The Dream-Act drama this year showed how the issue plays in the legislative arena. The measure would have extended college financial aid to the children of illegal immigrants, a proposal that is far from clear-cut. Even under current rules, the state’s cash-short financial aid program has enough money for about one-sixth of eligible college students. The bill came to the House floor with Democratic and Republican sponsors and the GOP ranks were clearly split: More than half the Republicans voted yes, for a total 77-20. In the Senate, however, Higher Ed Chair Barbara Bailey, R-Oak Harbor, wouldn’t bring it up for a vote — she said there just wasn’t enough money to go around. So in a highly publicized maneuver last week, Senate Democrats attempted a procedural takeover on the floor to force a vote on that bill and on an unrelated abortion measure. The effort was doomed from the start – the Dems didn’t have the votes – but passage of those bills probably wasn’t the only goal. The episode gave them a chance to thunder in press conferences and speeches about the cold-hearted gang across the aisle.
Sotelo doesn’t buy the idea that it was a partisan failure. If there was real interest in the Legislature, he says lawmakers could have found a way. The Hispanic community needs to provide the leadership itself, he says, rather than offering its votes as something for others to harness. Double Latino turnout, a doable goal, and the state has to take notice. “What I’m trying to make these guys understand is that if we are successful – and we will be – we will represent a voting bloc. And that bloc could have made the difference in the gubernatorial election and in ones in the past, and it certainly could make a difference in Seattle or in specific districts. If we start rallying votes in places like Yakima, Eastern Washington, Federal Way, even Bellevue, we could start tipping the scale on the direction we want things to go.
“We want to do it with class. This isn’t a shakedown. This is simply addressing a growing community that has growing concerns and is making a growing contribution to society. And we are just tired of being taken advantage of by a Democratic Party that just assumes we are going to vote for them and gives us nothing in return, or by a Republican Party that has no idea how to engage.”
Two Capital Budget Issues at Stake
It appears the Dream Act is dead. Same with the voting rights measure, which would have made it easier to file lawsuits aimed at increasing minority representation on city councils and other local-government boards. That bill passed the Democrat-controlled House 53-44, but didn’t get a vote in the Senate Government Operations Committee.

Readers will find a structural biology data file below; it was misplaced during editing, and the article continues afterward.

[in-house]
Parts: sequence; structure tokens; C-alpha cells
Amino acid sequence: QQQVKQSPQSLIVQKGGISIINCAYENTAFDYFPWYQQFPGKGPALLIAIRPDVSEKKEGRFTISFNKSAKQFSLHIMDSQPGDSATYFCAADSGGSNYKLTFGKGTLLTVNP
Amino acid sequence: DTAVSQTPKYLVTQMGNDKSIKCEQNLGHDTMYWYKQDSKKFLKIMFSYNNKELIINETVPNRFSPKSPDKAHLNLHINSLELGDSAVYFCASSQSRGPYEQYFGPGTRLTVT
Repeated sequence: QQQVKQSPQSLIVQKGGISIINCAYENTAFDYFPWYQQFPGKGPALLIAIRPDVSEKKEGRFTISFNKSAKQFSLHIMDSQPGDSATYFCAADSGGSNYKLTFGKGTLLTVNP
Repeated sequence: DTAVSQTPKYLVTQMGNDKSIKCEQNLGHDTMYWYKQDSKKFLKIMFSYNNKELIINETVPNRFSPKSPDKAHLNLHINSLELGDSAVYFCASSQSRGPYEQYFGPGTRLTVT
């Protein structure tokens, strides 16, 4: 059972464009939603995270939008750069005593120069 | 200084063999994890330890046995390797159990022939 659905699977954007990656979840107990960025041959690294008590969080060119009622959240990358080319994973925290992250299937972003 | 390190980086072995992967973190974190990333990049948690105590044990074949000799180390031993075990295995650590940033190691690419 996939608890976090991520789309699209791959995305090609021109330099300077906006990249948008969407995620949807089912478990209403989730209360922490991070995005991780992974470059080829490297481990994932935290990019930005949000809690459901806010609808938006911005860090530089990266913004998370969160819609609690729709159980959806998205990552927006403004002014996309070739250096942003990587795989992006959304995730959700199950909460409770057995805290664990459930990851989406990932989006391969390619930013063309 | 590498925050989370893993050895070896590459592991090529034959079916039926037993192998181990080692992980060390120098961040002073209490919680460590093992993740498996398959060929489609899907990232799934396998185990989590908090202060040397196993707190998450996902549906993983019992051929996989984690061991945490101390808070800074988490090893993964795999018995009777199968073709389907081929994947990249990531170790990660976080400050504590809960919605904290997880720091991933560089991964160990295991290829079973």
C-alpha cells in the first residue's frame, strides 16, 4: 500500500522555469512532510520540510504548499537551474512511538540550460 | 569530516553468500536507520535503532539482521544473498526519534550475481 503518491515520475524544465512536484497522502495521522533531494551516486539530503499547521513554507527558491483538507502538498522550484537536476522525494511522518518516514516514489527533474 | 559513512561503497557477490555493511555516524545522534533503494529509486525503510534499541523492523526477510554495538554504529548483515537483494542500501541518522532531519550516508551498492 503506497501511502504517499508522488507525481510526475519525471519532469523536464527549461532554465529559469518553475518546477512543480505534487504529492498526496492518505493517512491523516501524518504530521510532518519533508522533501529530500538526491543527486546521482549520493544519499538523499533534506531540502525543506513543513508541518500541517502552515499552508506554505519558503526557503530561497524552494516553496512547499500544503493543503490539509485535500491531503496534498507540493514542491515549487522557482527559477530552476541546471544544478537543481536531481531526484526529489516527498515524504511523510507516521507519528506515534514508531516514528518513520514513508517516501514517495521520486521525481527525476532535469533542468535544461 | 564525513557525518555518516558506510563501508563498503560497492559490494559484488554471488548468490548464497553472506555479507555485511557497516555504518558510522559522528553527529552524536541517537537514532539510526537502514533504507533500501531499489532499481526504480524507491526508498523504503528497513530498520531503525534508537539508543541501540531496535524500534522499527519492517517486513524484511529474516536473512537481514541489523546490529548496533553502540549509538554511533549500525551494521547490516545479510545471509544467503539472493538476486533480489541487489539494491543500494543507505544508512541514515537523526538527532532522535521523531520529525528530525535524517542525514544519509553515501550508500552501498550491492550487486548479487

But two top-priority issues for the Roundtable remain in play this session, both of them in the capital budget. The group’s letter urges the state to spend at least $15 million from the state Housing Trust Fund for farmworker housing, and $3 million for the Plaza Roberto Maestas low-income housing project in the city of Seattle. The $42 million project is named for Ortega’s late husband, co-founder of El Centro de la Raza.
Prospects for at least some farmworker housing money appear promising: A House proposal would allocate $27 million for that purpose, the Senate $8 million. But chances for the housing project appear dim. It ranks Number 65 on a list of 106 potential Housing Trust Fund projects developed by the Department of Commerce, and neither the House nor Senate provides enough money.
Appointments Also an Issue
Sotelo and Ortega say a key goal is to get more Latinos into politics. They note there is only one Hispanic member of the Legislature, Rep. Luis Moscoso, D-Mountlake Terrace. Sotelo says the names of about 75 qualified Hispanics were forwarded to the Inslee administration as it decided on new appointments; while some positions have yet to be filled, Sotelo said the Latino community so far seems to be striking out. (As this story was being posted Tuesday, however, the Inslee administration did announce one Hispanic appointment — Salvador Mendoza, son of a migrant farmworker family, as Superior Court Judge in Benton and Franklin counties.)
“We want this to be a bipartisan group that will work together to further the issues of the Latino community, the ones that matter whether you are a Democrat or a Republican or an independent, the ones that cross party lines,” Ortega said. “In particular, education and health care. We are getting appointments in very small numbers, and so we need representation at all levels, whatever party you are affiliated with, to make sure that we are advancing our community.”